Canadian economy sheds 18,600 workers, manufacturing continues to struggle
By Julian Beltrame The Canadian Press
By Julian Beltrame The Canadian Press
Canada’s mostly rosy jobs picture of the last two years appears to be darkening as the economy shed workers for the second consecutive month in November and the unemployment rate moved up one notch to 7.4 percent.
Economists had expected a modest pickup of about 17,000 in employment for the month, in part because October’s outsized dip of 54,000 seemed out of proportion with an economy that was growing, if slowly. But instead, another net 18,600 workers fell out of the labour pool last month — all due to a big drop in part-time employment and concentrated in the services sector and in Quebec.
However, manufacturing continued to struggle, dropping another 7,300 jobs, bringing the number of factory workers in Canada to 1.7 million, the lowest level since 1976 when Statistics Canada began tracking the sector. Union economist Erin Weir said 627,000 jobs have been lost in the sector over the past nine years.
Statistics Canada noted that despite the most recent declines, there were 212,000 more Canadians working in November than there were at the same point a year ago, a pickup of about 1.2 percent of the labour force.
But all of those gains are yesterday’s news. November’s loss marks the fifth consecutive month since June in which the economy has failed to create jobs in the aggregate. In fact, employment is down about 10,000 over the period.
The employment record appears to dovetail with the collapse in business and consumer confidence that began in late July amidst a sustained equity market selloff on worrying trends in Europe’s sovereign debt crisis and political gridlock in Washington that led to a downgrade of the country’s credit rating.
The Bank of Canada and other forecasters have warned that Canada faces at best sluggish economic activity during this fourth quarter of 2011 and in the early months of 2012 — and even worse outcomes should Europe’s troubles trigger a global financial crisis.
“The data smack of increasingly cautious business sentiment as the year grinds to a close,’” said Derek Burleton, a senior economist with the TD Bank.
What’s worse, Burleton added, is that there doesn’t seem to be much on the horizon to look forward to. Government hiring, which stabilized the market during the recession and early stages of the recovery, is set to fall significantly as governments seek to bring down deficits; export-oriented jobs don’t look promising given the fearful global situation; and there isn’t much action in the service sector given low confidence measures.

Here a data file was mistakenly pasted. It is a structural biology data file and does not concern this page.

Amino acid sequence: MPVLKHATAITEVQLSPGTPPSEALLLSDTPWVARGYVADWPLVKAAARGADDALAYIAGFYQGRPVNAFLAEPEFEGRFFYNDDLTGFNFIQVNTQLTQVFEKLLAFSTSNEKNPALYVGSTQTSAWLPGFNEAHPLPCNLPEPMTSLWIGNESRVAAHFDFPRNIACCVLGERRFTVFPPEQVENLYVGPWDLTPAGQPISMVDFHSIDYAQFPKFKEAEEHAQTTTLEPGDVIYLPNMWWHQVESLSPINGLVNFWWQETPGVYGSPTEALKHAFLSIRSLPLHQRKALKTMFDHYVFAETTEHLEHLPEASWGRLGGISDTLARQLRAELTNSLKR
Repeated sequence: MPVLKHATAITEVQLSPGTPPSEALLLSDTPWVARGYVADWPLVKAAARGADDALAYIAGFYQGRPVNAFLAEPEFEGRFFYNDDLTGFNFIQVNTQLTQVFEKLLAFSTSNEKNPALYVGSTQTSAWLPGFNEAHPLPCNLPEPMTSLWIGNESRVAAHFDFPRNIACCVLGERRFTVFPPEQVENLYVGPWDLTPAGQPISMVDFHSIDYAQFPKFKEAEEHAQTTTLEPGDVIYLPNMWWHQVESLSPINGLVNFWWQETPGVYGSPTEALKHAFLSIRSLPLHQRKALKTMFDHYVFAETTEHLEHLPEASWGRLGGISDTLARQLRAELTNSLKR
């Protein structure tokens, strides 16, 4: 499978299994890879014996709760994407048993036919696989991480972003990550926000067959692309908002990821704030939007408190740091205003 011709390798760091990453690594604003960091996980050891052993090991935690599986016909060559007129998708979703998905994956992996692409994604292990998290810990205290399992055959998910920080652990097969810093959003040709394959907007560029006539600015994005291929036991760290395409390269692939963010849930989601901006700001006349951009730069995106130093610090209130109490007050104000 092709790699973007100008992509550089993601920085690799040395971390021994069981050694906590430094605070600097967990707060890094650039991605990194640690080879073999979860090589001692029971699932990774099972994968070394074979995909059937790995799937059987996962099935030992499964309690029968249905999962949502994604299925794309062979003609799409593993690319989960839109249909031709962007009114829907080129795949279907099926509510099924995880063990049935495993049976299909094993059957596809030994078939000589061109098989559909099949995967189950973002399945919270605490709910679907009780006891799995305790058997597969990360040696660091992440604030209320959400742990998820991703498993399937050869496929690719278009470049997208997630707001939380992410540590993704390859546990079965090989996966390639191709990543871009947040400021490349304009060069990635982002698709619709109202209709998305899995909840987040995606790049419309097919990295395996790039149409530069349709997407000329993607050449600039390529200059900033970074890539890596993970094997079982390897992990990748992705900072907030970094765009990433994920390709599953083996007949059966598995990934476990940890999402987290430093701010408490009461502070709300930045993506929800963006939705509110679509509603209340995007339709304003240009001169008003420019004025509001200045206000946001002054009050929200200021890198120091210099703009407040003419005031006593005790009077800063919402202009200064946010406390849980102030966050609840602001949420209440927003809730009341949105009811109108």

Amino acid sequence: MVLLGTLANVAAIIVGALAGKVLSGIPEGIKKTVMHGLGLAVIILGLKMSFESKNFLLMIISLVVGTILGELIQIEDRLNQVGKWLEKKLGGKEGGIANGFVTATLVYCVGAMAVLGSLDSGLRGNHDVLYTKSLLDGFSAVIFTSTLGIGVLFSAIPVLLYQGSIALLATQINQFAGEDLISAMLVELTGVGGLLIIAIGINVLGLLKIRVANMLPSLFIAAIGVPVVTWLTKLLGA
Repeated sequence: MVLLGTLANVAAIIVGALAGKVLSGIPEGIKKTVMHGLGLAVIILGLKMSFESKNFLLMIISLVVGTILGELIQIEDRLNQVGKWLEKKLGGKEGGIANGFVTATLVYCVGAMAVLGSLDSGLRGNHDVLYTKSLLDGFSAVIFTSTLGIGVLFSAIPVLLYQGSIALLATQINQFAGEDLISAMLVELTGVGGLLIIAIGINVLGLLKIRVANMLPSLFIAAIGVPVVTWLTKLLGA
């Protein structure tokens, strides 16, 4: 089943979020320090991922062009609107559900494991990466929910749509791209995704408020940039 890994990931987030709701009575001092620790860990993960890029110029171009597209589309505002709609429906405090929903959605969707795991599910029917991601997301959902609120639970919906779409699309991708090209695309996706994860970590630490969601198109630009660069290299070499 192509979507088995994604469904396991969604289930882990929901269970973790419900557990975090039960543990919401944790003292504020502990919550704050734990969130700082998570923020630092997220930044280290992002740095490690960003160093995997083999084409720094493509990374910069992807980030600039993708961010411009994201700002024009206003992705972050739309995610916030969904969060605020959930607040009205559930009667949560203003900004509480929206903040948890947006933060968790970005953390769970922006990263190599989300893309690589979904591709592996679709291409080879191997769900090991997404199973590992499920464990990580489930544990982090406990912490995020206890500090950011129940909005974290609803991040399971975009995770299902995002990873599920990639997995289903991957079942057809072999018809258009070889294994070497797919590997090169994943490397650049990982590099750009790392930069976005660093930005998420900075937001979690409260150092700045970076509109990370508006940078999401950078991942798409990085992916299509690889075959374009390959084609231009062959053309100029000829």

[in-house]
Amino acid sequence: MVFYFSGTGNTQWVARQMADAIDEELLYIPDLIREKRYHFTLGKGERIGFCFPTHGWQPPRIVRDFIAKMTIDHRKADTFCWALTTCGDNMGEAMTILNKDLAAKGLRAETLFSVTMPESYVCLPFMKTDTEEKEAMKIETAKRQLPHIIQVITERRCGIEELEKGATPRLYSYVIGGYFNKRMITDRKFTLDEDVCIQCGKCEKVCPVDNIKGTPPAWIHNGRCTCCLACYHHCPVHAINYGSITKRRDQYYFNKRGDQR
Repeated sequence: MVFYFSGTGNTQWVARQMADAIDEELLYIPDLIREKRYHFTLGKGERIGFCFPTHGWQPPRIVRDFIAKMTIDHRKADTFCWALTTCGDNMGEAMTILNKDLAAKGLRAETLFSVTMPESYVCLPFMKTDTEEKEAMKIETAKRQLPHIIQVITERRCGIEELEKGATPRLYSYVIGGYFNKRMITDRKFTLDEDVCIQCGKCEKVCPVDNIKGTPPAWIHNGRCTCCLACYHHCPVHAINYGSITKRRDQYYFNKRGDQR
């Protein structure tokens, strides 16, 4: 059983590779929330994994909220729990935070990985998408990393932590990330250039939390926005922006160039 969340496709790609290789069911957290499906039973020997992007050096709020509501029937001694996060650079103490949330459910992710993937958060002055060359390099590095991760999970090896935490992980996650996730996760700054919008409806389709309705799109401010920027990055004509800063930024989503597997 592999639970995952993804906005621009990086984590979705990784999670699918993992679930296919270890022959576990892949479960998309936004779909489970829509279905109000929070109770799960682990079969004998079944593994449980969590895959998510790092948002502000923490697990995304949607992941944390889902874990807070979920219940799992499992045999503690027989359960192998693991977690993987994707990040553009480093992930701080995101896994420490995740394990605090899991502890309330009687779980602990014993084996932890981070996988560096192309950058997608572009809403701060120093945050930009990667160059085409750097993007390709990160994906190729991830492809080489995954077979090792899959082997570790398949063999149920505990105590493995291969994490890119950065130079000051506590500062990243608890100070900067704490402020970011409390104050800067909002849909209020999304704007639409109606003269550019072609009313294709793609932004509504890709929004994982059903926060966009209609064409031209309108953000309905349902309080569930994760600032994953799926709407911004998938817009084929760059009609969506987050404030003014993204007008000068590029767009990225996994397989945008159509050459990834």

“Add it all up, and the hiring struggles are likely to extend well into 2012,” he said, with the unemployment rate drifting north to the 7.5 to eight percent range in the next six months.
CIBC chief economist Avery Shenfeld said one surprise in the report is that retailers don’t even seem to be overly optimistic about the Christmas shopping season, noting the 34,000 job drop-off in retail and wholesale industries.
Shenfeld pointed out that the unemployment rate might have risen higher had not about 25,000 Canadians opted out of looking for work last month.
The release came as Finance Minister Jim Flaherty launched a series of pre-budget consultations in Charlottetown. A release from the minister’s office said the 2012 budget would “maintain (the) focus on jobs and economic growth,” but gave no specifics on what measures he may adopt to achieve the purpose.
Not all the details in November’s employment report were negative. Full-time employment actually rose by 34,600, more than offset by the 53,300 dip in part-time work.
As well, hours worked increased by 0.3 percent after two consecutive months of declines, and average hourly wages rose to 2.4 percent after being down to 1.1 in October.
Regionally, the losses were concentrated in Quebec, which saw its employment fall by 30,500 split between part-time and full-time.
The agency said the services sector had a bad month in November.
Aside from retail and wholesale, business, building and support services shed 29,000 jobs.
The goods producing sector fared somewhat better, as 20,000 workers were added in construction, 10,000 in natural resources and about 8,000 in utilities. In the last 12 months, natural resources has seen employment rise an impressive 8.3 percent, a reflection of the strong global demand for Canadian commodities such as oil, metals and potash.
Aside from Quebec, Saskatchewan also had a notable drop in employment relative to its size of 4,200. Nova Scotia picked up 4,400, however, and Ontario saw a gain of 16,600 — 31,800 in full-time workers — during the month. Other provinces did not register major changes in employment.